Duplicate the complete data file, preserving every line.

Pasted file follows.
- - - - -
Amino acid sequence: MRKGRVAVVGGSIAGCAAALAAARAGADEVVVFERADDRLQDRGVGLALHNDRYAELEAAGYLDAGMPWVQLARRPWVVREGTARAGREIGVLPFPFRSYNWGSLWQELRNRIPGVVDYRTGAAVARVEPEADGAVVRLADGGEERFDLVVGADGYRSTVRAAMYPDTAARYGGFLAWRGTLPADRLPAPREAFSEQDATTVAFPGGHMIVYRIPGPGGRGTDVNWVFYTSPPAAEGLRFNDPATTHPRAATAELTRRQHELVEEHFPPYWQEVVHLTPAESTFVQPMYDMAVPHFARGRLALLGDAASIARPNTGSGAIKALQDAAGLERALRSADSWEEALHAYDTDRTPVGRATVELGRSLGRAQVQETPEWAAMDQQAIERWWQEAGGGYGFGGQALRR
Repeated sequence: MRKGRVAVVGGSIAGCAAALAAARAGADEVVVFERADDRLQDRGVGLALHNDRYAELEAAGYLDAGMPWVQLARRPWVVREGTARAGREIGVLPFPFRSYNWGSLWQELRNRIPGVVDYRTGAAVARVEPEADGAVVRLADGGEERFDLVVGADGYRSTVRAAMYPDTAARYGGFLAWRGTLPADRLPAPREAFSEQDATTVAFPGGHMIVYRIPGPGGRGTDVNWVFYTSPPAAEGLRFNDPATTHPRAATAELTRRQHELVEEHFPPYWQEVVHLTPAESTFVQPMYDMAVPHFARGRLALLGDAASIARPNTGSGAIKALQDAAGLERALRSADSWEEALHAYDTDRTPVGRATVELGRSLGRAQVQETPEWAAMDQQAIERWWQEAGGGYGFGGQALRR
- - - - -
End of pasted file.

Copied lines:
Amino acid sequence: MRKGRVAVVGGSIAGCAAALAAARAGADEVVVFERADDRLQDRGVGLALHNDRYAELEAAGYLDAGMPWVQLARRPWVVREGTARAGREIGVLPFPFRSYNWGSLWQELRNRIPGVVDYRTGAAVARVEPEADGAVVRLADGGEERFDLVVGADGYRSTVRAAMYPDTAARYGGFLAWRGTLPADRLPAPREAFSEQDATTVAFPGGHMIVYRIPGPGGRGTDVNWVFYTSPPAAEGLRFNDPATTHPRAATAELTRRQHELVEEHFPPYWQEVVHLTPAESTFVQPMYDMAVPHFARGRLALLGDAASIARPNTGSGAIKALQDAAGLERALRSADSWEEALHAYDTDRTPVGRATVELGRSLGRAQVQETPEWAAMDQQAIERWWQEAGGGYGFGGQALRR
Repeated sequence: MRKGRVAVVGGSIAGCAAALAAARAGADEVVVFERADDRLQDRGVGLALHNDRYAELEAAGYLDAGMPWVQLARRPWVVREGTARAGREIGVLPFPFRSYNWGSLWQELRNRIPGVVDYRTGAAVARVEPEADGAVVRLADGGEERFDLVVGADGYRSTVRAAMYPDTAARYGGFLAWRGTLPADRLPAPREAFSEQDATTVAFPGGHMIVYRIPGPGGRGTDVNWVFYTSPPAAEGLRFNDPATTHPRAATAELTRRQHELVEEHFPPYWQEVVHLTPAESTFVQPMYDMAVPHFARGRLALLGDAASIARPNTGSGAIKALQDAAGLERALRSADSWEEALHAYDTDRTPVGRATVELGRSLGRAQVQETPEWAAMDQQAIERWWQEAGGGYGFGGQALRR